… to step outside myself. What did you see when you first saw this picture? I see a beautiful daughter, Hannah, that could care less that her beautiful mother, Amanda, doesn’t have long flowing hair. I see a daughter that doesn’t care that her mother may not have her trademark eyebrows she had a few months prior. I see a daughter who plain and simple doesn’t care how her mother looks. She just cares that her mother is still here, surviving. She cares that her mother went through hell and is now coming out the other side. She cares that her mother fought and continues to fight to be here. We all have battles, but the battle to live is one I hope you never face.
I don’t think I could appreciate it at the time, but truly, our kids don’t care how we look. It was really hard on my children to have a mom with no hair for the first few weeks. I looked different than all the other moms. They weren’t used to it and honestly neither was I. How can you be? One day you have long blonde hair and then a few weeks later it is falling out in clumps all over the house in order for you to live? Here I am the day I decided to shave my head. One last picture I thought.
The day I shaved my head, however, was the day I took control of my cancer. I didn’t wait for it to control me. I shaved my head, cried, and got over it. I learned how to wrap a scarf on my head. I bought a few cute hats and a few Boho Bandeaus and TA-DA – awesome new “hair”. This is my first time posting pictures of me with no hair. Gulp.
It took cancer for me to meet some of my now dearest friends. It took my world falling apart. It took a double mastectomy, 5 months of chemo, my hair, eyebrows and eyelashes falling out (yes, they fall out too). It took a few extra hospital stays due to a weak immune system. It took my skin having third degree burns from radiation. It would have been a lot easier and much more fun to meet them at a picnic. But would I do it all over again to have the opportunity to be here writing about it? In a heartbeat. This is my first time posting pictures of me with no hair. Gulp. Here is me. No hair, no eyelashes and only a few remaining eyebrows.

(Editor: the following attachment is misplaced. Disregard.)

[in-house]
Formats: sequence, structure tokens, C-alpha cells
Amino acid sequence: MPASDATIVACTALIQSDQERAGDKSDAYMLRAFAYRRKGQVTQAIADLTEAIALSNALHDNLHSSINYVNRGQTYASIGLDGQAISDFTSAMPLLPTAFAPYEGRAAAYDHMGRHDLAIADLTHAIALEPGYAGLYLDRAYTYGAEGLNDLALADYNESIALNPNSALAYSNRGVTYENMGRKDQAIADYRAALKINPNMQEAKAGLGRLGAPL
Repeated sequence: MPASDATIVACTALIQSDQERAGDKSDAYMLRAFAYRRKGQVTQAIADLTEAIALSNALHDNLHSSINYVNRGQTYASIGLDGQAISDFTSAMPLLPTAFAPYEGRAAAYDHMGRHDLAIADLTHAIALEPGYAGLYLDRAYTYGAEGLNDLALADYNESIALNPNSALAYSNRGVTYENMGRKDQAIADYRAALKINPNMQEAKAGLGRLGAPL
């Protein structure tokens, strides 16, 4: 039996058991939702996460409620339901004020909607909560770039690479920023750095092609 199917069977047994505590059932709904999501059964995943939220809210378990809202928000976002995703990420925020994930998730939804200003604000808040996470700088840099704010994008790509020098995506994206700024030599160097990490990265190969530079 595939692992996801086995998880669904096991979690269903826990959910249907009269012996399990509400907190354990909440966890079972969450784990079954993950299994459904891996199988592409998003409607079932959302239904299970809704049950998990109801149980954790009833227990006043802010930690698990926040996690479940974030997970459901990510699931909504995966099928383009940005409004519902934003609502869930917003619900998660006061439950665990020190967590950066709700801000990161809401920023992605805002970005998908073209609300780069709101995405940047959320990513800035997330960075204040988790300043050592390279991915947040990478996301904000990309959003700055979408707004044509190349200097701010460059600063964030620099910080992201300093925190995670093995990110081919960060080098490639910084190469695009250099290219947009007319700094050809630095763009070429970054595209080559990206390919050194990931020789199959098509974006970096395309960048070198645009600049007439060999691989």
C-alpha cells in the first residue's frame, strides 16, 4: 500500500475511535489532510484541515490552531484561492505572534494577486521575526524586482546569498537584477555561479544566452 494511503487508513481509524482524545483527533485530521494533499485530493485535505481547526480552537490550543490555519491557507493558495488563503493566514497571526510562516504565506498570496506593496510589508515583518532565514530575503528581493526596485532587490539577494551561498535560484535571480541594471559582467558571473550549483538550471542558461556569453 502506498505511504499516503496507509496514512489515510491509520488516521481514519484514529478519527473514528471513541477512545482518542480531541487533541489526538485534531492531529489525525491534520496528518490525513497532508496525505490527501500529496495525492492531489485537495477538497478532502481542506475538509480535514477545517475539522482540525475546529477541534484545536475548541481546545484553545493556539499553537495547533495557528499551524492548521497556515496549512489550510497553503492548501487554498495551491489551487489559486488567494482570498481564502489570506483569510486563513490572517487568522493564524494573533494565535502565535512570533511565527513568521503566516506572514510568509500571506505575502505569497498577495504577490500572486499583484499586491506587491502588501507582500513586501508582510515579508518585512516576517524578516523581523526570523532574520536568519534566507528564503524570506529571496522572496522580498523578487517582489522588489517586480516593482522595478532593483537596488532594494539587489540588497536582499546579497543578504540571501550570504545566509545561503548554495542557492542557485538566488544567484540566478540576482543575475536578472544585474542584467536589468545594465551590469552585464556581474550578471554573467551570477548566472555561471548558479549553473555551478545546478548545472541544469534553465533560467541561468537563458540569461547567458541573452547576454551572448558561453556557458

The crazy thing about having cancer at a young age (I was diagnosed at 36) is you have so many other things going on that you can’t take a second to appreciate the journey of it all. Of course I have days where I wanted to crawl in a hole and not talk to a single soul. That being said, I have had many days of talking to my “cancer friends” where I am in tears because I am laughing so hard at the things we talk about. These friendships have formed when we have been at rock bottom. We have learned to “Live Happy” in even the worst of situations.
May you never be one of my “cancer friends” – but if you are one, may we always appreciate our journey because in the end, it brought us together. Take a second to listen to the song “I Believe” by Christina Perri. I dedicate it to all of my cancer friends. Have yourself a good cry. Then pick yourself up and “Live Happy“.